For the past two years it was told to anyone that would listen that the summer of 2010 would be the summer that the state of the New York Knicks would change. The Knicks had been largely irrelevant since the end of the Patrick Ewing era, but pieces were put in place and moves were made to clear enough room to make room at MULTIPLE maximum contract free agents this off-season. Much of that centered on acquiring the most coveted prize of all, LeBron James. There’s a reason Madison Square Garden was abuzz every time the Cavs came to town. Cleveland featured the player who was going to save their franchise. Well, a funny thing happened on the way to Spike Lee becoming a face we have to see a lot.
First, the Knicks signed Amar’e Stoudemire to a max contract for five years for roughly $100M. Stoudemire is an extremely talented player. We can all agree on that. He has shown flashes of brilliance throughout his career with the Phoenix Suns. The Suns were actually interested in bringing him back, but they were reluctant to go five years due to the expected wear and tear on Amar’e. Keep in mind that he entered the NBA straight out of high school. We’ve seen guys like Jermaine O’Neal and Kevin Garnett (other guys who have entered the league straight out of high school) hit that wall a little sooner than others.
The Knicks obviously signed Stoudemire because he is a good player, but it was hoped that signing him would be a key to bringing James to the big apple. That never happened. James decided to chase the sunlight instead of the spotlight. Thus, the Knicks had to settle for Stoudemire as the big prize.
The entire off-season has to be a big letdown for the Knicks. If I am a Knicks fan, I’m a little disappointed in how this summer has played out. I certainly wouldn’t mind having Stoudemire on my team. But I have doubts about whether or not he can carry the load. Not to mention he has a history of injuries. I think I would want him as a complementary player. That’s essentially what he was in Phoenix. He really wasn’t even the best player out in the desert with his former team. It’ll be interesting to see how he player with Raymond Felton as opposed to Steve Nash. No offense to Tar Heel fans, but that’s quite a difference.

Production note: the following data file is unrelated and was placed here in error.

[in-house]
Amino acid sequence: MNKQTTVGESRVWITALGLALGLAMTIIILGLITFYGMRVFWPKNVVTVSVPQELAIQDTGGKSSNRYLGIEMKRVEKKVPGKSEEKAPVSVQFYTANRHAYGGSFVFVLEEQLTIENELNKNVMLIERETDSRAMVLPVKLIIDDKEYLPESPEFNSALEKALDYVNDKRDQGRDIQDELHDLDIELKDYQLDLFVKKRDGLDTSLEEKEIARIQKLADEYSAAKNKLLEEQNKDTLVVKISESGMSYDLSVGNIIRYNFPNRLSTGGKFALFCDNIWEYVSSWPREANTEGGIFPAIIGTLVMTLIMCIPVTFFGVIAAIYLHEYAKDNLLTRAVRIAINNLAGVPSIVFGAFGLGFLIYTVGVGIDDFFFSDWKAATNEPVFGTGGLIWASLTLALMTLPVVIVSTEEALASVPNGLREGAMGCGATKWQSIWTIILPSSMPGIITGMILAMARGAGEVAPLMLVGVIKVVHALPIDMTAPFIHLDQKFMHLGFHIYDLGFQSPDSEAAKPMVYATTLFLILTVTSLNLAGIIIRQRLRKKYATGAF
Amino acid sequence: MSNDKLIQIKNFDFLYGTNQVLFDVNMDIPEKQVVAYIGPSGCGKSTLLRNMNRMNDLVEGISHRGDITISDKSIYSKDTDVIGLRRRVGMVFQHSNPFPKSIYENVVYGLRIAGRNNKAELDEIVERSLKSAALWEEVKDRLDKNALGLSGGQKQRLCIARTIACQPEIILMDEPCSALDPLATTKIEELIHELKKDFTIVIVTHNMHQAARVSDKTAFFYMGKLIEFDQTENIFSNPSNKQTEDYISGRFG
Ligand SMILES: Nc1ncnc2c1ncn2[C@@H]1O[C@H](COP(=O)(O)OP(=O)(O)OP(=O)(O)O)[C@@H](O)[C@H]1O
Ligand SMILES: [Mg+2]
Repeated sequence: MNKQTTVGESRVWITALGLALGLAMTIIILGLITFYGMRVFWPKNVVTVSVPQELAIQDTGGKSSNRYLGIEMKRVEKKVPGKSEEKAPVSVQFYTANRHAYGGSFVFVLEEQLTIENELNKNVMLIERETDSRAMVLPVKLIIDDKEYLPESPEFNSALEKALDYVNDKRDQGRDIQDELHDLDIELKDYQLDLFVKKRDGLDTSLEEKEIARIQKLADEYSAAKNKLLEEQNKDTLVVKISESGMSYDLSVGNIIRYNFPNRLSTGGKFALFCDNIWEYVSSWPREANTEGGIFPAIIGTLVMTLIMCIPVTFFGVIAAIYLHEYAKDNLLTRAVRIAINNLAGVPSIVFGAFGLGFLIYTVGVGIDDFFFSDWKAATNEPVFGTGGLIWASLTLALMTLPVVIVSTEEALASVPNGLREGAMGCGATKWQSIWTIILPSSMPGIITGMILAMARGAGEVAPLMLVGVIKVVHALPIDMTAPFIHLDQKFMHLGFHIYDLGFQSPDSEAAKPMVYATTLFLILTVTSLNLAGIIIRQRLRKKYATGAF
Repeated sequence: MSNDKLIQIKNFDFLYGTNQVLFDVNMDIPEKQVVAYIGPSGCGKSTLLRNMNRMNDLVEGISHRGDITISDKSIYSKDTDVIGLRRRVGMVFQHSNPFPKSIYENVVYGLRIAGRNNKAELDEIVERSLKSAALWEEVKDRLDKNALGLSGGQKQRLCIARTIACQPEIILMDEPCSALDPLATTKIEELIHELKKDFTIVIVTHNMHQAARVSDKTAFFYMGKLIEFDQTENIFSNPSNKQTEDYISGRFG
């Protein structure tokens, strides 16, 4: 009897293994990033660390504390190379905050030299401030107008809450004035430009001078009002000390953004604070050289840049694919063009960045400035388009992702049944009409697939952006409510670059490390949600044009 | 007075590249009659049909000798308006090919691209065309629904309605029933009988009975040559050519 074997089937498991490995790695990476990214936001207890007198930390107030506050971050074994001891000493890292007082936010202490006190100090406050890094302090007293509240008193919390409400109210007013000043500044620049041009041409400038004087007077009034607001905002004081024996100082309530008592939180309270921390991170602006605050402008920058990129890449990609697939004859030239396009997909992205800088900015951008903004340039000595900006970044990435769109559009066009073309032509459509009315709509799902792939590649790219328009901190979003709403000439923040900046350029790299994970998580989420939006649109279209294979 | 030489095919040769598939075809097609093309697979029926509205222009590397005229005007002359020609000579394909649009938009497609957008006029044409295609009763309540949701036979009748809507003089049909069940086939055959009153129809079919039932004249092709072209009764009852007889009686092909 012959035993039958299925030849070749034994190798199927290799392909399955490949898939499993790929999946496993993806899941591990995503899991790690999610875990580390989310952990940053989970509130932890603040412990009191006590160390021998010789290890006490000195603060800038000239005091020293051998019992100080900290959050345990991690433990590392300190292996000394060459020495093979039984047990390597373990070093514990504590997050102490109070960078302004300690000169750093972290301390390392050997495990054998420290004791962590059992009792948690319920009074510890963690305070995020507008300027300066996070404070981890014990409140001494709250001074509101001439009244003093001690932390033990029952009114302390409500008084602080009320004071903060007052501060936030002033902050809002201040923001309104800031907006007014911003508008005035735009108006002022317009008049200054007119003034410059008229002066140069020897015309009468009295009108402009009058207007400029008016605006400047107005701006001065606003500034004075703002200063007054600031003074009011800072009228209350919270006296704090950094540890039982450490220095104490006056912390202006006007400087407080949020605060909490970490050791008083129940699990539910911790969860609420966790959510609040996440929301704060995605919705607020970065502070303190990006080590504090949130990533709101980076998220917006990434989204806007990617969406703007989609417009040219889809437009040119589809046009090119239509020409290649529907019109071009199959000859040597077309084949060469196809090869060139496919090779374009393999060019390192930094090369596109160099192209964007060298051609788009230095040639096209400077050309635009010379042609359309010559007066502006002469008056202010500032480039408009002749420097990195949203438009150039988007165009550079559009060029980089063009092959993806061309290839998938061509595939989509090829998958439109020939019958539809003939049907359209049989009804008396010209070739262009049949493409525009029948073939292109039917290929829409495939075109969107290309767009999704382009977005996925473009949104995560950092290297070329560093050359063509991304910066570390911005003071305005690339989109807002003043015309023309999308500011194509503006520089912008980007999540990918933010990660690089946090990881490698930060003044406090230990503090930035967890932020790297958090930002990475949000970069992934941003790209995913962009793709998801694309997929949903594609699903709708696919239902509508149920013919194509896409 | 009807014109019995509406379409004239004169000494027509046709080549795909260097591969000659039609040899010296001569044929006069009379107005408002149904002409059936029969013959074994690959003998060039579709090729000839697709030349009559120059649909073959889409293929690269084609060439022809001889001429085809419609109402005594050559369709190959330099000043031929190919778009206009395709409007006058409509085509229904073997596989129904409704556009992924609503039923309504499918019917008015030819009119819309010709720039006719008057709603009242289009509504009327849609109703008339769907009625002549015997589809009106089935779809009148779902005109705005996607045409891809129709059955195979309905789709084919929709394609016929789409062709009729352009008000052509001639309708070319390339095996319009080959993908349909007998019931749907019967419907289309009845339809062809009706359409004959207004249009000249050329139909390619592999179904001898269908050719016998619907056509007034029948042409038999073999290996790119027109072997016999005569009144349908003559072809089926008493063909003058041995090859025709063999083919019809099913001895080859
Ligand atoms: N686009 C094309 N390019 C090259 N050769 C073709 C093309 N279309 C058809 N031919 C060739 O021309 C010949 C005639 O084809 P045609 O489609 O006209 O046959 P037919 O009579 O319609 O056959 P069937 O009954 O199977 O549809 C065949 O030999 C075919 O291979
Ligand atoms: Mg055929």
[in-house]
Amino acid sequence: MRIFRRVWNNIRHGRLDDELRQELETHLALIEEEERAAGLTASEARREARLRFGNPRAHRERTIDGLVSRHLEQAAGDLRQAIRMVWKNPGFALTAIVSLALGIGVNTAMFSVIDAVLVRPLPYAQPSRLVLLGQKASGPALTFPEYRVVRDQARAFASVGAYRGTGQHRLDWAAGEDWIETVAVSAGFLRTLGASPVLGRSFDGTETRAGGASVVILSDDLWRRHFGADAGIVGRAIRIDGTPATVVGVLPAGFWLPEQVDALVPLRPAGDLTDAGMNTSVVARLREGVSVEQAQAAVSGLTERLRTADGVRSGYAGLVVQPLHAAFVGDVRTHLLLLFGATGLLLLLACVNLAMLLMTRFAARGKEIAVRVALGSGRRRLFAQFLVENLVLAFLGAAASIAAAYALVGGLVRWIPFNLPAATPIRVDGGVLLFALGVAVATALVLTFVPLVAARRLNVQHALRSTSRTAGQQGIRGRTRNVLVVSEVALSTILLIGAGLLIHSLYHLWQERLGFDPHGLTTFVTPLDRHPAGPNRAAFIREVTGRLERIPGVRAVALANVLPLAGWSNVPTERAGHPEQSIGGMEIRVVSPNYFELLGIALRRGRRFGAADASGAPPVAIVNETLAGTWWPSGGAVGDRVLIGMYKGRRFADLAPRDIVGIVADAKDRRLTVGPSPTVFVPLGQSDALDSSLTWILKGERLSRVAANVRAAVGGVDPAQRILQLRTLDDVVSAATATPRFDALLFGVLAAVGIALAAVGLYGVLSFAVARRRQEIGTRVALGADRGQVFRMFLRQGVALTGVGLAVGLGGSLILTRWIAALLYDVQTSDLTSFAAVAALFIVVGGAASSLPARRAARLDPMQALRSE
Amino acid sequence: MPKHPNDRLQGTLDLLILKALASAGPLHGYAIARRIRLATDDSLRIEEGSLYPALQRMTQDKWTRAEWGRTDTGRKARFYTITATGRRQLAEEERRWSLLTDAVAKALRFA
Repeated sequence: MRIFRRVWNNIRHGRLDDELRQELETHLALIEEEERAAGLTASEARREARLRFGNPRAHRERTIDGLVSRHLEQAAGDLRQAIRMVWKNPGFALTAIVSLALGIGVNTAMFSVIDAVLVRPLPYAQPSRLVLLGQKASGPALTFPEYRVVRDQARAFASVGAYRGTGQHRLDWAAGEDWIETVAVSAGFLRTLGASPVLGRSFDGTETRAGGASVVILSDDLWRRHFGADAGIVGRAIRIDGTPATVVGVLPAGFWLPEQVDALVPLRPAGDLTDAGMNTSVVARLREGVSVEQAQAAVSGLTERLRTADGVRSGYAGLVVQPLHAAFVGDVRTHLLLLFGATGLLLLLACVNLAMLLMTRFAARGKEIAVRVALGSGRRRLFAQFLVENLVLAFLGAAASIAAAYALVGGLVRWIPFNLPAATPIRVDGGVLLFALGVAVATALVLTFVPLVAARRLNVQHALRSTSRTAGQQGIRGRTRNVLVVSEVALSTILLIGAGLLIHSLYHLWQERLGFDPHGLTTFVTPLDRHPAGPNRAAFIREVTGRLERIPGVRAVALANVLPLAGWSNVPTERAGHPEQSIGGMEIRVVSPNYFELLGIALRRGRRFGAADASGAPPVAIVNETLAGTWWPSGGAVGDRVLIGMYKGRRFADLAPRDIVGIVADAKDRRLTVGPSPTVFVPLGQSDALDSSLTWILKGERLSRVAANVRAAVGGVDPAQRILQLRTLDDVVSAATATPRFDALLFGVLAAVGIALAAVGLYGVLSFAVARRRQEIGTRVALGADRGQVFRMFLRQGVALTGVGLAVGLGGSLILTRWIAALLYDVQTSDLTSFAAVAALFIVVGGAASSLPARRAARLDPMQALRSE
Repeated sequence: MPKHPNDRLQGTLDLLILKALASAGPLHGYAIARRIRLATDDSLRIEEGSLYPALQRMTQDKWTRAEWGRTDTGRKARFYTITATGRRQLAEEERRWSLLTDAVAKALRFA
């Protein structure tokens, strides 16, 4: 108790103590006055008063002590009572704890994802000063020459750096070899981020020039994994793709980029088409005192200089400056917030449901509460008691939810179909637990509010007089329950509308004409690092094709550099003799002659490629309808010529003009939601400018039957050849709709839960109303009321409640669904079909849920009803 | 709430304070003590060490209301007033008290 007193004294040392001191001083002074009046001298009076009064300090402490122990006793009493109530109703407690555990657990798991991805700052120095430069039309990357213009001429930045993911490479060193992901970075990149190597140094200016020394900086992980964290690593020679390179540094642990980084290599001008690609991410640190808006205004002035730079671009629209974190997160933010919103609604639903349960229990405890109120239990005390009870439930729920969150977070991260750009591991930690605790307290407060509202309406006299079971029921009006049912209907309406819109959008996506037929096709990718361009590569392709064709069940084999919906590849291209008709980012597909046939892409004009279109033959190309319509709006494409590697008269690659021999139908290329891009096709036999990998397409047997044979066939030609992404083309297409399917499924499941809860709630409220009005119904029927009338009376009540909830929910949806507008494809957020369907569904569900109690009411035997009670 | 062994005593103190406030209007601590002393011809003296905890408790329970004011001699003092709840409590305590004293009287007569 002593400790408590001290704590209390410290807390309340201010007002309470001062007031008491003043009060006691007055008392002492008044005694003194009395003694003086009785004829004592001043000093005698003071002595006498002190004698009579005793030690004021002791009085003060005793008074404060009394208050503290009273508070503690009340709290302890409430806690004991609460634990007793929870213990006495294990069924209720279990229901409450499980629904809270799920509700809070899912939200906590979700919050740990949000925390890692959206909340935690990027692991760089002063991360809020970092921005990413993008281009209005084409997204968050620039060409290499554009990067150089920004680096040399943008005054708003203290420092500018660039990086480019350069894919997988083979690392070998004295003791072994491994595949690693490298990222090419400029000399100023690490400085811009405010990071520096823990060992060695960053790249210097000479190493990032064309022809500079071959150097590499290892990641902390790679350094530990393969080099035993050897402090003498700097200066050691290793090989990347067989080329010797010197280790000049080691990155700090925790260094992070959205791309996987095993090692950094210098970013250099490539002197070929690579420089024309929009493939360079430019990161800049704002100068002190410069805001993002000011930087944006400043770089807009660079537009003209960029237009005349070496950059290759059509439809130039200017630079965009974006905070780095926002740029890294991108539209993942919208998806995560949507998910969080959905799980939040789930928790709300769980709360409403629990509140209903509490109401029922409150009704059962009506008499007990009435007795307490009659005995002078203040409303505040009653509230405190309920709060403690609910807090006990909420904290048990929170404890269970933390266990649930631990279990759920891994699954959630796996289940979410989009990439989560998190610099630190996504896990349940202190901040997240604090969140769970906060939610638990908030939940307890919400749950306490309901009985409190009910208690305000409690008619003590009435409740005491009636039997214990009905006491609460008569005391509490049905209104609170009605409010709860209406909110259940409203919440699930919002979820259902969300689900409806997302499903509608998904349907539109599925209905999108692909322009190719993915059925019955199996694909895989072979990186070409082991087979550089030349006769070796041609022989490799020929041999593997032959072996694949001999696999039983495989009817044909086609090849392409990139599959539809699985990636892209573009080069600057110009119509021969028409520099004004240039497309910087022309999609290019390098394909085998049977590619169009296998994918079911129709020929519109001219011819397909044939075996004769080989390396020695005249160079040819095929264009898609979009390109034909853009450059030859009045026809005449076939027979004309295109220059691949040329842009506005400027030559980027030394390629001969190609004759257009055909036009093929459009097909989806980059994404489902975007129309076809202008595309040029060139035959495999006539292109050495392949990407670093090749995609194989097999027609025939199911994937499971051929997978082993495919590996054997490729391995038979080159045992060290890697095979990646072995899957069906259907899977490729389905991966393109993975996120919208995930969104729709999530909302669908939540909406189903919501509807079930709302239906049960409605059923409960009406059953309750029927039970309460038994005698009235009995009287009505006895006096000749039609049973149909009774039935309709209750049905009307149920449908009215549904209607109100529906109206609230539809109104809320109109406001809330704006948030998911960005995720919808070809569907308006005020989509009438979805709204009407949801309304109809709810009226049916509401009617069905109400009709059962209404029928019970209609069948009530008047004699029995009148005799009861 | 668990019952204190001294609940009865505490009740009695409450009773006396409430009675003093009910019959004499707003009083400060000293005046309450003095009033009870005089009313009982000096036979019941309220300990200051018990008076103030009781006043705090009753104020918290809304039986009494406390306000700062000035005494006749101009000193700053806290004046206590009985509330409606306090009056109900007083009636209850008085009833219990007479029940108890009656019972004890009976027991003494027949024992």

Likewise, Stoudemire has to be a tad disappointed himself. I don’t feel sorry for him at all because he is going to be quite the wealthy man. But career-wise, this is a risky move. He moves from the Valley of the Sun where he played with a two-time NBA MVP, to a team where he is expected to be “The Guy.” He was playing for a consistent contender in Phoenix, and now he goes to a team that hasn’t won more than 33 games the past six seasons.
It’s a risky move on both ends. Perhaps it works out, and Amar’e is able to make the Knicks relevant again. But from how it looks now, it just looks like this move could be a disaster on both sides.